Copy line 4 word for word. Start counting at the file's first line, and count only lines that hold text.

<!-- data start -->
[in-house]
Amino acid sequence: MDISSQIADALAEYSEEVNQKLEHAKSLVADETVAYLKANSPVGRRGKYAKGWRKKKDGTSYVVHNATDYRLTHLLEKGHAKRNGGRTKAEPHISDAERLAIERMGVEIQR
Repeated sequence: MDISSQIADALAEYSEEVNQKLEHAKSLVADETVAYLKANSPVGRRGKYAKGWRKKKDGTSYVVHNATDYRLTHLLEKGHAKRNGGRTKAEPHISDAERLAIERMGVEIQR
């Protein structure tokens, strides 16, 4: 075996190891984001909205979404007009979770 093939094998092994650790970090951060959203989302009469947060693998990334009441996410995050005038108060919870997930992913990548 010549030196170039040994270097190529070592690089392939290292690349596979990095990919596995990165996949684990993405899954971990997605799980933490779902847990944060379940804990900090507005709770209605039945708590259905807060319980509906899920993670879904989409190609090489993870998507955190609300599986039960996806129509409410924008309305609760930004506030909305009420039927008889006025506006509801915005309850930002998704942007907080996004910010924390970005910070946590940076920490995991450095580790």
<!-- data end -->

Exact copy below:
């Protein structure tokens, strides 16, 4: 075996190891984001909205979404007009979770 093939094998092994650790970090951060959203989302009469947060693998990334009441996410995050005038108060919870997930992913990548 010549030196170039040994270097190529070592690089392939290292690349596979990095990919596995990165996949684990993405899954971990997605799980933490779902847990944060379940804990900090507005709770209605039945708590259905807060319980509906899920993670879904989409190609090489993870998507955190609300599986039960996806129509409410924008309305609760930004506030909305009420039927008889006025506006509801915005309850930002998704942007907080996004910010924390970005910070946590940076920490995991450095580790």